18/06/09 Again, It’s for the Children

The mind of a zealot is something to be marveled. Not revered, for it is nothing that does good; but it should be marveled in the way we can semi-admire Hitler for somehow convincing a nation that a race of people needed termination because of his personal ideology.  We do not agree with such views, but from a distance we can appreciate the magnitude of its rarity, and, to a certain extent, the passion behind the eyes.

First, they banned smoking on short-distance flights. Other forms of public transportation followed suit, as did cinemas, shops, shopping centres, and then all enclosed public places. As put out as we felt, we were also naively content in our belief that our private property was ours to do as see fit. Alas, that is not the case. We ignorantly thought the battle over smoking in forms of transportation was over, but no. We have returned to familiar ground and now the cogs have started turning to ban smoking in cars with children. It goes further though, if we follow Canada’s example this will not merely be cars with children present, but cars where children may sit at any time.  Be honest, who didn’t think the third hand story would return to haunt us? We all knew.

The new president of the Royal College of Paediatrics and Child Health, Professor Terence Stephenson, is making it his mission to have this ban a reality.[1]

On the assumption that you wouldn’t pass the packet round and invite the kids to light up, why make them breathe tobacco smoke at all?


So if we do offer them one, we can continue smoking? Seriously though, this is no line of argument. Now, I am not advocating smoking around infants, but the issue is of government interference. When a child is in a car, s/he instantly becomes at risk of paralysis, death, or physical trauma. How? Crashes. To play devil’s advocate, what if the driver were so anxious about missing a cigarette that they became distracted from the road, crashed and seriously injured their child? Would Professor Stephenson be to blame, or at least feel a pang of guilt?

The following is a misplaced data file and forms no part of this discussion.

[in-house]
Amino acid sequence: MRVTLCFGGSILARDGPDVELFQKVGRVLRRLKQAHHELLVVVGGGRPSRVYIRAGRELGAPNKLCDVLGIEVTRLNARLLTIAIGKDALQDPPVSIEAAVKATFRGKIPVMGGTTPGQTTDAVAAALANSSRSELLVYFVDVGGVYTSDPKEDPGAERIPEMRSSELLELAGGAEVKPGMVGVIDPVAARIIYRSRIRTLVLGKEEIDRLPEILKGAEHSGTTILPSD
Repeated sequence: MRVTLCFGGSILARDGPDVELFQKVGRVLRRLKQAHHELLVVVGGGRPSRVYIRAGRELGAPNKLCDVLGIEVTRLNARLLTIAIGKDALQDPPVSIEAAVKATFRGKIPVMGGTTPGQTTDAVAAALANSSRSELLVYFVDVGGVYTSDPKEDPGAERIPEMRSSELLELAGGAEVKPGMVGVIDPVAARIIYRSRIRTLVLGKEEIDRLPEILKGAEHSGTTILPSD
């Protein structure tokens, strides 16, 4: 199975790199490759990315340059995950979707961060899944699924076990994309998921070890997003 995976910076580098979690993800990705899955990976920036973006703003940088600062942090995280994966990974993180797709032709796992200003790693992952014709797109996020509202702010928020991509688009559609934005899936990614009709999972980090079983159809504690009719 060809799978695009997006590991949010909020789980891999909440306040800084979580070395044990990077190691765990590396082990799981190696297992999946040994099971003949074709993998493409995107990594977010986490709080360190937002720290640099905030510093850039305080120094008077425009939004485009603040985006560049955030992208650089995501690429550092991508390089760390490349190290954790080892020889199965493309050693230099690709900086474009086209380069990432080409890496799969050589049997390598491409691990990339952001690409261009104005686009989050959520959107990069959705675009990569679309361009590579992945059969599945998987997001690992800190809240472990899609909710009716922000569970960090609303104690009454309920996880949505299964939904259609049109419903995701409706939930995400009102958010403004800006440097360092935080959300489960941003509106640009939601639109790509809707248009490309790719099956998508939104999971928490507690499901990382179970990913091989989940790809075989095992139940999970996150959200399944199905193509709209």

Bringing it back a little, when a child is in a car they are subjected to countless vehicle emissions which have the capacity to cause harm.  Moreover, they are breathing them in vast quantities and have no choice in the matter.  If they get caught behind a truck on the motorway, or stuck in traffic, or even stop at the lights, then the child is forced to breathe in fumes. Surely, then, the only logical, responsible action is for the child to be wrapped in cotton wool, with a bubble placed over his or her head, a pure-air tube connected to ensure quality fresh air is provided at all times, thus guaranteeing no putrid gases will be inhaled.  The only downside here, of course, is that said child will have no natural immunity and will die prematurely. Damned if you do, damned if you don’t….. Then again, the parents can further reward Big Pharma by purchasing lots of wonderful products to ward off infections.

Unfortunately, parents in the UK have smoked around their children for generations.

My parents put me and my brothers and sisters in the back of their car, started their three hour journey and lit up cigarette after cigarette – often with the windows closed.

Ordinarily, people campaign against something that affected them negatively. It is unusual to find someone speaking out against something that he has personal experience of and which caused him no problem. Then again, the zealot’s mind is to be marveled.

This would be a piece of progressive legislation and we would quickly realise the benefits as with other extremely successful motoring interventions – seat belts, mobile phones and drink-driving.

Call me stupid, but I really do not think comparing actions which can directly and immediately cause the death of one or more persons is the same as an act which is doing no harm to another individual. When you talk on a phone, one hand is off the wheel, you are distracted and an accident can happen. Seat belts, if you don’t wear them you can be flung from the vehicle upon impact. And drink-driving, well we all know about that one. But smoking? What is the line of argument? “If you smoke, nothing will happen to your passenger” “shit!”

Those of us in the medical profession, who see the results of passive smoking first hand, need to be ready to lead and make a convincing case.

Perhaps, Terence, you can show us these results? Because God knows we’ve been looking high and low for them. 

[1] http://news.bbc.co.uk/1/hi/health/8079357.stm

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